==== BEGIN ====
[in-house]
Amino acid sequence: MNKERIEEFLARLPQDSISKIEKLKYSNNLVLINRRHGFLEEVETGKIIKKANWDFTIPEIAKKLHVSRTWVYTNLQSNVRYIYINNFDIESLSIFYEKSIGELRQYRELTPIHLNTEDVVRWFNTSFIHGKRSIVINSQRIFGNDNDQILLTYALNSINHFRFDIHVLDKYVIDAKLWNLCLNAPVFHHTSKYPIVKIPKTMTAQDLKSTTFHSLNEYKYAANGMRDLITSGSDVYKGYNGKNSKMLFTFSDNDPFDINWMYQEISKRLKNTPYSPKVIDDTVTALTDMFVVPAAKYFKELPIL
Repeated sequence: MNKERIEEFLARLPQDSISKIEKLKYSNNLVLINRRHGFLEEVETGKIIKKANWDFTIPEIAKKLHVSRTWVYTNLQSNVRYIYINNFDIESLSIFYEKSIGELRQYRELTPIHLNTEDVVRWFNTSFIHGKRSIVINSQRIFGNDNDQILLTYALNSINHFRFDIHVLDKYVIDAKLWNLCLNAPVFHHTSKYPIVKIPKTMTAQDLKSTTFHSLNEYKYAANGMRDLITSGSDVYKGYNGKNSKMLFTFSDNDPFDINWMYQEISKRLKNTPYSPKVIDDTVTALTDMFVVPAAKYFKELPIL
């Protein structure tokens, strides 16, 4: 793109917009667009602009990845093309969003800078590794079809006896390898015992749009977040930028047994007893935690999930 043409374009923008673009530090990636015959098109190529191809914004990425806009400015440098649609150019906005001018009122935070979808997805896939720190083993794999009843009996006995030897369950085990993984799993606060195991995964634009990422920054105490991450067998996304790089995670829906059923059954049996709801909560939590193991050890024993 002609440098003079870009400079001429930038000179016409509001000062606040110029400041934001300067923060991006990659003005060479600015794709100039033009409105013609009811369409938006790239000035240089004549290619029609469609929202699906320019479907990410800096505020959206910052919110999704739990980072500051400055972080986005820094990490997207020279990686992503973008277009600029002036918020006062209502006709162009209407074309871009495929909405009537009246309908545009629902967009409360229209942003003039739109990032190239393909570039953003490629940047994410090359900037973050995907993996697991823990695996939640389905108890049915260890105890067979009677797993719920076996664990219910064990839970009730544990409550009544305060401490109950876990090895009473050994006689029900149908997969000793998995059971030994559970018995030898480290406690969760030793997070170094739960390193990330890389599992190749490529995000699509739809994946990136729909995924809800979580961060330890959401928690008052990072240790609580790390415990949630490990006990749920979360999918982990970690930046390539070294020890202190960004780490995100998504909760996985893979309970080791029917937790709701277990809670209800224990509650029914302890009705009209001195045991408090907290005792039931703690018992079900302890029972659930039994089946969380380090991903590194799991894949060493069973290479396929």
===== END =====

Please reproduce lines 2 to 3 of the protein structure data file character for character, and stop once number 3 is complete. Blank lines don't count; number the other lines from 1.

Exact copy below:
Amino acid sequence: MNKERIEEFLARLPQDSISKIEKLKYSNNLVLINRRHGFLEEVETGKIIKKANWDFTIPEIAKKLHVSRTWVYTNLQSNVRYIYINNFDIESLSIFYEKSIGELRQYRELTPIHLNTEDVVRWFNTSFIHGKRSIVINSQRIFGNDNDQILLTYALNSINHFRFDIHVLDKYVIDAKLWNLCLNAPVFHHTSKYPIVKIPKTMTAQDLKSTTFHSLNEYKYAANGMRDLITSGSDVYKGYNGKNSKMLFTFSDNDPFDINWMYQEISKRLKNTPYSPKVIDDTVTALTDMFVVPAAKYFKELPIL
Repeated sequence: MNKERIEEFLARLPQDSISKIEKLKYSNNLVLINRRHGFLEEVETGKIIKKANWDFTIPEIAKKLHVSRTWVYTNLQSNVRYIYINNFDIESLSIFYEKSIGELRQYRELTPIHLNTEDVVRWFNTSFIHGKRSIVINSQRIFGNDNDQILLTYALNSINHFRFDIHVLDKYVIDAKLWNLCLNAPVFHHTSKYPIVKIPKTMTAQDLKSTTFHSLNEYKYAANGMRDLITSGSDVYKGYNGKNSKMLFTFSDNDPFDINWMYQEISKRLKNTPYSPKVIDDTVTALTDMFVVPAAKYFKELPIL